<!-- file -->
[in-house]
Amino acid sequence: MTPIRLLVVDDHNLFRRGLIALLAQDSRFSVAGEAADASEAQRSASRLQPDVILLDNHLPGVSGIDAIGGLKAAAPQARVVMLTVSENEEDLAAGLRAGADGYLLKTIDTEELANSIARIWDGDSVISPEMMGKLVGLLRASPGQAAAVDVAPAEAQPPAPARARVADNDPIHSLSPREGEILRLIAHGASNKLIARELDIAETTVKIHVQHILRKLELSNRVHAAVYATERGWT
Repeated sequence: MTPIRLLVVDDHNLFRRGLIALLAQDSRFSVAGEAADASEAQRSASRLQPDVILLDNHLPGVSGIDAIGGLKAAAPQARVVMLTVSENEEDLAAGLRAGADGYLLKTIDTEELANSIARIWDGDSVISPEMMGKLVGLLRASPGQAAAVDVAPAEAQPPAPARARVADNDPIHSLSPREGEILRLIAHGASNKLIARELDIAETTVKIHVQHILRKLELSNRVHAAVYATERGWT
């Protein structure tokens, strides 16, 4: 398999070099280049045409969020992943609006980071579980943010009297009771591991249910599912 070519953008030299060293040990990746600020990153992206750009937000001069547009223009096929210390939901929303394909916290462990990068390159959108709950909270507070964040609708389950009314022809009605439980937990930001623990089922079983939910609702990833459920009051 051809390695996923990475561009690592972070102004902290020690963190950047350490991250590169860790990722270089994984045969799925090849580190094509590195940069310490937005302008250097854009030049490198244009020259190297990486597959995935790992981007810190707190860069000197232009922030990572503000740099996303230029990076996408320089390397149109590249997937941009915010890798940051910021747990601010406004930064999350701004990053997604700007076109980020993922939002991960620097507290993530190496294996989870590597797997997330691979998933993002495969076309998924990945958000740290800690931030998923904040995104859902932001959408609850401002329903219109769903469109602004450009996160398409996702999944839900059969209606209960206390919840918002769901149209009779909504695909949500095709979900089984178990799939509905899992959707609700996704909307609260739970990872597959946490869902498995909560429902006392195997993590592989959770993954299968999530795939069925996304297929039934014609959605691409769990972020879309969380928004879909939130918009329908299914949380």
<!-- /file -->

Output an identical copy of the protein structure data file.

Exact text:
[in-house]
Amino acid sequence: MTPIRLLVVDDHNLFRRGLIALLAQDSRFSVAGEAADASEAQRSASRLQPDVILLDNHLPGVSGIDAIGGLKAAAPQARVVMLTVSENEEDLAAGLRAGADGYLLKTIDTEELANSIARIWDGDSVISPEMMGKLVGLLRASPGQAAAVDVAPAEAQPPAPARARVADNDPIHSLSPREGEILRLIAHGASNKLIARELDIAETTVKIHVQHILRKLELSNRVHAAVYATERGWT
Repeated sequence: MTPIRLLVVDDHNLFRRGLIALLAQDSRFSVAGEAADASEAQRSASRLQPDVILLDNHLPGVSGIDAIGGLKAAAPQARVVMLTVSENEEDLAAGLRAGADGYLLKTIDTEELANSIARIWDGDSVISPEMMGKLVGLLRASPGQAAAVDVAPAEAQPPAPARARVADNDPIHSLSPREGEILRLIAHGASNKLIARELDIAETTVKIHVQHILRKLELSNRVHAAVYATERGWT
């Protein structure tokens, strides 16, 4: 398999070099280049045409969020992943609006980071579980943010009297009771591991249910599912 070519953008030299060293040990990746600020990153992206750009937000001069547009223009096929210390939901929303394909916290462990990068390159959108709950909270507070964040609708389950009314022809009605439980937990930001623990089922079983939910609702990833459920009051 051809390695996923990475561009690592972070102004902290020690963190950047350490991250590169860790990722270089994984045969799925090849580190094509590195940069310490937005302008250097854009030049490198244009020259190297990486597959995935790992981007810190707190860069000197232009922030990572503000740099996303230029990076996408320089390397149109590249997937941009915010890798940051910021747990601010406004930064999350701004990053997604700007076109980020993922939002991960620097507290993530190496294996989870590597797997997330691979998933993002495969076309998924990945958000740290800690931030998923904040995104859902932001959408609850401002329903219109769903469109602004450009996160398409996702999944839900059969209606209960206390919840918002769901149209009779909504695909949500095709979900089984178990799939509905899992959707609700996704909307609260739970990872597959946490869902498995909560429902006392195997993590592989959770993954299968999530795939069925996304297929039934014609959605691409769990972020879309969380928004879909939130918009329908299914949380």